↓ Skip to main content

What happens to patient experience when you want to see a doctor and you get to speak to a nurse? Observational study using data from the English General Practice Patient Survey

Overview of attention for article published in BMJ Open, February 2018
Altmetric Badge

About this Attention Score

  • In the top 5% of all research outputs scored by Altmetric
  • Among the highest-scoring outputs from this source (#40 of 11,436)
  • High Attention Score compared to outputs of the same age (99th percentile)
  • High Attention Score compared to outputs of the same age and source (98th percentile)

Mentioned by

news
79 news outlets
twitter
47 tweeters
facebook
1 Facebook page

Citations

dimensions_citation
4 Dimensions

Readers on

mendeley
21 Mendeley
You are seeing a free-to-access but limited selection of the activity Altmetric has collected about this research output. Click here to find out more.
Title
What happens to patient experience when you want to see a doctor and you get to speak to a nurse? Observational study using data from the English General Practice Patient Survey
Published in
BMJ Open, February 2018
DOI 10.1136/bmjopen-2017-018690
Pubmed ID
Authors

Charlotte A M Paddison, Gary A Abel, Jenni Burt, John L Campbell, Marc N Elliott, Valerie Lattimer, Martin Roland

Abstract

To examine patient consultation preferences for seeing or speaking to a general practitioner (GP) or nurse; to estimate associations between patient-reported experiences and the type of consultation patients actually received (phone or face-to-face, GP or nurse). Secondary analysis of data from the 2013 to 2014 General Practice Patient Survey. 870 085 patients from 8005 English general practices. Patient ratings of communication and 'trust and confidence' with the clinician they saw. 77.7% of patients reported wanting to see or speak to a GP, while 14.5% reported asking to see or speak to a nurse the last time they tried to make an appointment (weighted percentages). Being unable to see or speak to the practitioner type of the patients' choice was associated with lower ratings of trust and confidence and patient-rated communication. Smaller differences were found if patients wanted a face-to-face consultation and received a phone consultation instead. The greatest difference was for patients who asked to see a GP and instead spoke to a nurse for whom the adjusted mean difference in confidence and trust compared with those who wanted to see a nurse and did see a nurse was -15.8 points (95% CI -17.6 to -14.0) for confidence and trust in the practitioner and -10.5 points (95% CI -11.7 to -9.3) for net communication score, both on a 0-100 scale. Patients' evaluation of their care is worse if they do not receive the type of consultation they expect, especially if they prefer a doctor but are unable to see one. New models of care should consider the potential unintended consequences for patient experience of the widespread introduction of multidisciplinary teams in general practice.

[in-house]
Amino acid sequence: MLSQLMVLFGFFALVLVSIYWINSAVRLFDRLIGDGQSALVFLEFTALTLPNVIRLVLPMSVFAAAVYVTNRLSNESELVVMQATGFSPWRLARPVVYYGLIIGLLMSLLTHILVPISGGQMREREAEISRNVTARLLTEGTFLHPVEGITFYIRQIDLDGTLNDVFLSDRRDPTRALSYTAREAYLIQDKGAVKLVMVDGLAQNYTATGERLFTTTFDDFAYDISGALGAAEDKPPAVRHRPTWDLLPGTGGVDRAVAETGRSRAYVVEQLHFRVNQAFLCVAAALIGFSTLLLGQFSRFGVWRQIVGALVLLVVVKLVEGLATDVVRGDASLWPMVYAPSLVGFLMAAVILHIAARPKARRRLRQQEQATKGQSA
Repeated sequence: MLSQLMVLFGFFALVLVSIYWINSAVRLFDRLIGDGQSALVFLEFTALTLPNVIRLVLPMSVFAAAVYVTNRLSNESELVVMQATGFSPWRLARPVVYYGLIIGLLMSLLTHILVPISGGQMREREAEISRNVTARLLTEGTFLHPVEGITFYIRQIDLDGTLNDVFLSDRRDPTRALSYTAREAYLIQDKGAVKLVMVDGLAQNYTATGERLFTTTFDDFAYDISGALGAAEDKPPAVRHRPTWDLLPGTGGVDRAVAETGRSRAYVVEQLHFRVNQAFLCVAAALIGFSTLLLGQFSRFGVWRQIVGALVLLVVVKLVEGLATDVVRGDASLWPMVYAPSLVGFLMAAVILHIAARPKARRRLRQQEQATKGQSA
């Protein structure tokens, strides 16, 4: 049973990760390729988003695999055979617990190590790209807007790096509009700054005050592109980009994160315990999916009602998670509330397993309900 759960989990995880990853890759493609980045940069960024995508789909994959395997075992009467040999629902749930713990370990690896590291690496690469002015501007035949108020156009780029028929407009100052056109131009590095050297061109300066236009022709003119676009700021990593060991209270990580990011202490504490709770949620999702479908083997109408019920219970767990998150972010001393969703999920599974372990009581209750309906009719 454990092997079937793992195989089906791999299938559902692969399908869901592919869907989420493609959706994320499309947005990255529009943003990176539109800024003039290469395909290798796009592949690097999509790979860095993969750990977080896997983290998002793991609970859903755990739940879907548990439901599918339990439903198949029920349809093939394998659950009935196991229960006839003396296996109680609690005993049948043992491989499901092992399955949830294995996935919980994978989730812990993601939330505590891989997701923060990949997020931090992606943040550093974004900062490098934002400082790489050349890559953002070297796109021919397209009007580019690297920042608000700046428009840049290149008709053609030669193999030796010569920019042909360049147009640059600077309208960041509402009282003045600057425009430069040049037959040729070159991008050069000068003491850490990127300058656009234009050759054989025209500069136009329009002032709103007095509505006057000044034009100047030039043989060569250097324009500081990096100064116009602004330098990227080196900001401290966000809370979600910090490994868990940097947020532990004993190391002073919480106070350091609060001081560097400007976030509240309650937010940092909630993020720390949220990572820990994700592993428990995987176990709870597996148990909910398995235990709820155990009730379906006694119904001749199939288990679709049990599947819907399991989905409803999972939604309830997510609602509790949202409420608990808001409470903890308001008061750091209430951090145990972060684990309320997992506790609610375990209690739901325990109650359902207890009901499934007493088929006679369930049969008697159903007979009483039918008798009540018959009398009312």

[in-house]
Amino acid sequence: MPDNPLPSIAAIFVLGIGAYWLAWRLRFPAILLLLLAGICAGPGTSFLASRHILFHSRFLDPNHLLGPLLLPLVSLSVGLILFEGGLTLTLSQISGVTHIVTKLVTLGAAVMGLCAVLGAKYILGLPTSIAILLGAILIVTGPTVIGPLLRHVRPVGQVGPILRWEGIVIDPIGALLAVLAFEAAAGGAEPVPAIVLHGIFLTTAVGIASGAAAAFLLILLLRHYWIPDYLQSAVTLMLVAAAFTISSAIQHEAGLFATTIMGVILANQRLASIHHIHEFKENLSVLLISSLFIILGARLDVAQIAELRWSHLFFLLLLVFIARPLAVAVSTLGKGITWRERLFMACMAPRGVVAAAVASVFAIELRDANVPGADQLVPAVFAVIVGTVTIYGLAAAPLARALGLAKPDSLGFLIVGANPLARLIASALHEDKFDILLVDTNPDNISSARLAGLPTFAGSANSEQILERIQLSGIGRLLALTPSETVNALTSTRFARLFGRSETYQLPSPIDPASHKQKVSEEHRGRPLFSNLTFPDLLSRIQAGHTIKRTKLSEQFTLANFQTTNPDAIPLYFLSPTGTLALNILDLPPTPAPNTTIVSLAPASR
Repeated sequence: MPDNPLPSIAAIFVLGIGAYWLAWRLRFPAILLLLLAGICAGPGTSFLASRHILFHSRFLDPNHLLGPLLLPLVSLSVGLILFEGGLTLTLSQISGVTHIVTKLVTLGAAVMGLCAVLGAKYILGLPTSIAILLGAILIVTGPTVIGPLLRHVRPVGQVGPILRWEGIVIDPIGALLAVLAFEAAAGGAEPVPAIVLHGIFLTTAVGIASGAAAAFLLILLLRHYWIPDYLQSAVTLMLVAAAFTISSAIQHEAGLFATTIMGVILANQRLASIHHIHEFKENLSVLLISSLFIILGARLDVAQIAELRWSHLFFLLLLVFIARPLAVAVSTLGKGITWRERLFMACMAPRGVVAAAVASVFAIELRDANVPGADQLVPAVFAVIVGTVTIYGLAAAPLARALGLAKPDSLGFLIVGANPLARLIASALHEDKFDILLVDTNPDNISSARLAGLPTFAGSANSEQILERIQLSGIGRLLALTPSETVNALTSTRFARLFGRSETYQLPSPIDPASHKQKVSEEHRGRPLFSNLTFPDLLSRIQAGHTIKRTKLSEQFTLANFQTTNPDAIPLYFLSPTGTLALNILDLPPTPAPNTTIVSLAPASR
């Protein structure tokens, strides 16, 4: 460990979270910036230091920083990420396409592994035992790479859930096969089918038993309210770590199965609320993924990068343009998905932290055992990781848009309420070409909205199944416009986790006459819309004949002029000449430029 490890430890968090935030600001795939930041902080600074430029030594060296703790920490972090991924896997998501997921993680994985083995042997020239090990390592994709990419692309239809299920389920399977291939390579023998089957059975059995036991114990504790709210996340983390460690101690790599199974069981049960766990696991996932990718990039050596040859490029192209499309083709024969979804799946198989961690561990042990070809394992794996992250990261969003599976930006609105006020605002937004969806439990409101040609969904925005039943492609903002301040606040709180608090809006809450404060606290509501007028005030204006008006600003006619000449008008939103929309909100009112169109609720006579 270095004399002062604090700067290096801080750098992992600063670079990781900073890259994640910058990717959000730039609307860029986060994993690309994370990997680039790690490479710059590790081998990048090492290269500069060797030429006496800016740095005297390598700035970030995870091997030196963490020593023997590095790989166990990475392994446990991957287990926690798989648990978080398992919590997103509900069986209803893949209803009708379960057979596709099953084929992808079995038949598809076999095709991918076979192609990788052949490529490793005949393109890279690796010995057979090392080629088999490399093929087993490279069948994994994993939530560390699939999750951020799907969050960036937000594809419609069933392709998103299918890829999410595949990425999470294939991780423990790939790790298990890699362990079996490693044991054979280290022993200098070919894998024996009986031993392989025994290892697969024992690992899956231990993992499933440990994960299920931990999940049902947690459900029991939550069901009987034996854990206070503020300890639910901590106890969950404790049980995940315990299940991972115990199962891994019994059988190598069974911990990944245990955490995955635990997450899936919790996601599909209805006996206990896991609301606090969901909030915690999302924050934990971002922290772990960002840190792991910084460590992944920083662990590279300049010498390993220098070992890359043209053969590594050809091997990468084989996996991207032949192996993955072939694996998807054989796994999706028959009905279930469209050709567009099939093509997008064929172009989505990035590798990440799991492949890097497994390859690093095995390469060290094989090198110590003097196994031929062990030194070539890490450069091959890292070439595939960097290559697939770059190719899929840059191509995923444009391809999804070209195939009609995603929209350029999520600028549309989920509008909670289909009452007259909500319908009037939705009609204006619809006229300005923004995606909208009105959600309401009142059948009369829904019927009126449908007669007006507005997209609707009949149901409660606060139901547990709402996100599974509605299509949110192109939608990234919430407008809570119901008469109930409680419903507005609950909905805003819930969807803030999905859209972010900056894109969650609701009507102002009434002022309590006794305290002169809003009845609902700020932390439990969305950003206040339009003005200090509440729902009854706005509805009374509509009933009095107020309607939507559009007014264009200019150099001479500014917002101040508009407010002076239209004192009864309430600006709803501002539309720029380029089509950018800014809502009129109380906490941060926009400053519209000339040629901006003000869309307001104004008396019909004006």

Twitter Demographics

The data shown below were collected from the profiles of 47 tweeters who shared this research output. Click here to find out more about how the information was compiled.

Mendeley readers

The data shown below were compiled from readership statistics for 21 Mendeley readers of this research output. Click here to see the associated Mendeley record.

Geographical breakdown

Country Count As %
Unknown 21 100%

Demographic breakdown

Readers by professional status Count As %
Student > Ph. D. Student 5 24%
Researcher 4 19%
Unspecified 4 19%
Student > Postgraduate 3 14%
Student > Master 3 14%
Other 2 10%
Readers by discipline Count As %
Medicine and Dentistry 7 33%
Nursing and Health Professions 5 24%
Unspecified 5 24%
Psychology 2 10%
Pharmacology, Toxicology and Pharmaceutical Science 1 5%
Other 1 5%

Attention Score in Context

This research output has an Altmetric Attention Score of 660. This is our high-level measure of the quality and quantity of online attention that it has received. This Attention Score, as well as the ranking and number of research outputs shown below, was calculated when the research output was last mentioned on 07 February 2019.
All research outputs
#9,110
of 13,333,056 outputs
Outputs from BMJ Open
#40
of 11,436 outputs
Outputs of similar age
#536
of 347,341 outputs
Outputs of similar age from BMJ Open
#6
of 581 outputs
Altmetric has tracked 13,333,056 research outputs across all sources so far. Compared to these this one has done particularly well and is in the 99th percentile: it's in the top 5% of all research outputs ever tracked by Altmetric.
So far Altmetric has tracked 11,436 research outputs from this source. They typically receive a lot more attention than average, with a mean Attention Score of 18.0. This one has done particularly well, scoring higher than 99% of its peers.
Older research outputs will score higher simply because they've had more time to accumulate mentions. To account for age we can compare this Altmetric Attention Score to the 347,341 tracked outputs that were published within six weeks on either side of this one in any source. This one has done particularly well, scoring higher than 99% of its contemporaries.
We're also able to compare this research output to 581 others from the same source and published within six weeks on either side of this one. This one has done particularly well, scoring higher than 98% of its contemporaries.